A telehealth intervention to promote healthy lifestyles after stroke: The Stroke COACH

Stroke is often associated with low levels of physical activity and poor nutrition habits and with related conditions such as obesity, hypertension and diabetes. Within five years of the initial stroke, 30 percent of stroke survivors will suffer a recurrent stroke.

We developed the telehealth Stroke COACH programme, a lifestyle modification intervention comprised of a self-management manual for stroke survivors, a self-monitoring kit (including a blood pressure monitor, pedometer, and health report card), and telephone-coaching sessions by trained ‘lifestyle coaches’. In this six month program, seven sessions of 30-60 minutes are delivered by the coaches who use motivational interviewing techniques to facilitate active patient engagement and enhance chronic disease self-management skills of problem solving, decision making, action planning, and resource utilization.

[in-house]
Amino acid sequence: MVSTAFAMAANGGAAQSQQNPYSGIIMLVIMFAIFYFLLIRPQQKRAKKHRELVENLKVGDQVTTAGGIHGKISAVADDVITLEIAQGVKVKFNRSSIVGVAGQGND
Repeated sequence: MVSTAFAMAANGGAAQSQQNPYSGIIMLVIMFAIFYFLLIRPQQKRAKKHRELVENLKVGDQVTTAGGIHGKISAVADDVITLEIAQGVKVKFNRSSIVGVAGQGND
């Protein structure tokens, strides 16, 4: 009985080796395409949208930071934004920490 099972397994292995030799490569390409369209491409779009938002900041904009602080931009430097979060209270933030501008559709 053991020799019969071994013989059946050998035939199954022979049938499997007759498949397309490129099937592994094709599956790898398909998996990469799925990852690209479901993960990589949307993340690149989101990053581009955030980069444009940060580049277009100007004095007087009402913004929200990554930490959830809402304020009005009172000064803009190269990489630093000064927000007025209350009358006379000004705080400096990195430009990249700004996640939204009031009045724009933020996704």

One hundred twenty-five community-dwelling individuals who have had a stroke of mild to moderate severity within the last twelve months will be enrolled in this single-blind randomized controlled trial. They will be randomly assigned to either: 1) Stroke COACH with a lifestyle coach, or 2) control group (memory training program with a memory coach).

We predict that the Stroke COACH will improve a global measure of lifestyle behaviour in community-dwelling stroke survivors compared to the control group. This will be measured at zero, six, and 12 months using the Lifestyle Profile II, a global lifestyle behaviour measure that considers physical activity, stress management, nutrition, health advocacy, interpersonal support, and spirituality.

We also predict improvement in physical activity and cardiovascular health outcomes, which we will measure using the StepWatch Activity Monitor and bloodwork results.

If testing is successful, the low-cost and remote delivery of the Stroke COACH would enable a large number of Canadians in both urban and rural regions to improve health behaviours of people living with stroke, potentially reducing the risk of subsequent stroke.